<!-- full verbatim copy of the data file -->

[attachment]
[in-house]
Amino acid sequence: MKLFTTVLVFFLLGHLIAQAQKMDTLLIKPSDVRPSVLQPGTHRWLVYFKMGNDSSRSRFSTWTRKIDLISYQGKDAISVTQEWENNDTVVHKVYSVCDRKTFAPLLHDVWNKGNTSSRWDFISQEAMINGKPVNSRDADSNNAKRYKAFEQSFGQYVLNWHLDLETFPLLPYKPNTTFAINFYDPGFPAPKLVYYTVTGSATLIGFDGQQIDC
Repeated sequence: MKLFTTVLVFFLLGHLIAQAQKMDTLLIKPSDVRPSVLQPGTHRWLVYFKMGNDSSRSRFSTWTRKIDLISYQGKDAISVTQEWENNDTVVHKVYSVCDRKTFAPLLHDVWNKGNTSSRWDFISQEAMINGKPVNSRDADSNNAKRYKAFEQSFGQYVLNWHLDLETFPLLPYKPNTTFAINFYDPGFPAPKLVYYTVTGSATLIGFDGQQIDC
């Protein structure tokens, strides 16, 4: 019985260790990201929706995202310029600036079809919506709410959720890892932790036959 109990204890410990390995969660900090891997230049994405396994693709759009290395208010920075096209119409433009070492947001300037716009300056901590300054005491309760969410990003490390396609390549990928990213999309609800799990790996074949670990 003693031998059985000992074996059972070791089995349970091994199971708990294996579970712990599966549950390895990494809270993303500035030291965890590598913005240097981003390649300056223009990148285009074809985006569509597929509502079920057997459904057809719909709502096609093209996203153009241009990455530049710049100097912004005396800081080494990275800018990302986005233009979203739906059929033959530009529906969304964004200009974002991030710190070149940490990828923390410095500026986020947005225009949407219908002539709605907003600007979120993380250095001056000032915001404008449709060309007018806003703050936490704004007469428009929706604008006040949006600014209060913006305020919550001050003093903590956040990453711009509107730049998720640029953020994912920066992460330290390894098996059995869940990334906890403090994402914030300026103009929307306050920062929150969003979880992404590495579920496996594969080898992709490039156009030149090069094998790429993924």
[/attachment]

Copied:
[in-house]
Amino acid sequence: MKLFTTVLVFFLLGHLIAQAQKMDTLLIKPSDVRPSVLQPGTHRWLVYFKMGNDSSRSRFSTWTRKIDLISYQGKDAISVTQEWENNDTVVHKVYSVCDRKTFAPLLHDVWNKGNTSSRWDFISQEAMINGKPVNSRDADSNNAKRYKAFEQSFGQYVLNWHLDLETFPLLPYKPNTTFAINFYDPGFPAPKLVYYTVTGSATLIGFDGQQIDC
Repeated sequence: MKLFTTVLVFFLLGHLIAQAQKMDTLLIKPSDVRPSVLQPGTHRWLVYFKMGNDSSRSRFSTWTRKIDLISYQGKDAISVTQEWENNDTVVHKVYSVCDRKTFAPLLHDVWNKGNTSSRWDFISQEAMINGKPVNSRDADSNNAKRYKAFEQSFGQYVLNWHLDLETFPLLPYKPNTTFAINFYDPGFPAPKLVYYTVTGSATLIGFDGQQIDC
């Protein structure tokens, strides 16, 4: 019985260790990201929706995202310029600036079809919506709410959720890892932790036959 109990204890410990390995969660900090891997230049994405396994693709759009290395208010920075096209119409433009070492947001300037716009300056901590300054005491309760969410990003490390396609390549990928990213999309609800799990790996074949670990 003693031998059985000992074996059972070791089995349970091994199971708990294996579970712990599966549950390895990494809270993303500035030291965890590598913005240097981003390649300056223009990148285009074809985006569509597929509502079920057997459904057809719909709502096609093209996203153009241009990455530049710049100097912004005396800081080494990275800018990302986005233009979203739906059929033959530009529906969304964004200009974002991030710190070149940490990828923390410095500026986020947005225009949407219908002539709605907003600007979120993380250095001056000032915001404008449709060309007018806003703050936490704004007469428009929706604008006040949006600014209060913006305020919550001050003093903590956040990453711009509107730049998720640029953020994912920066992460330290390894098996059995869940990334906890403090994402914030300026103009929307306050920062929150969003979880992404590495579920496996594969080898992709490039156009030149090069094998790429993924």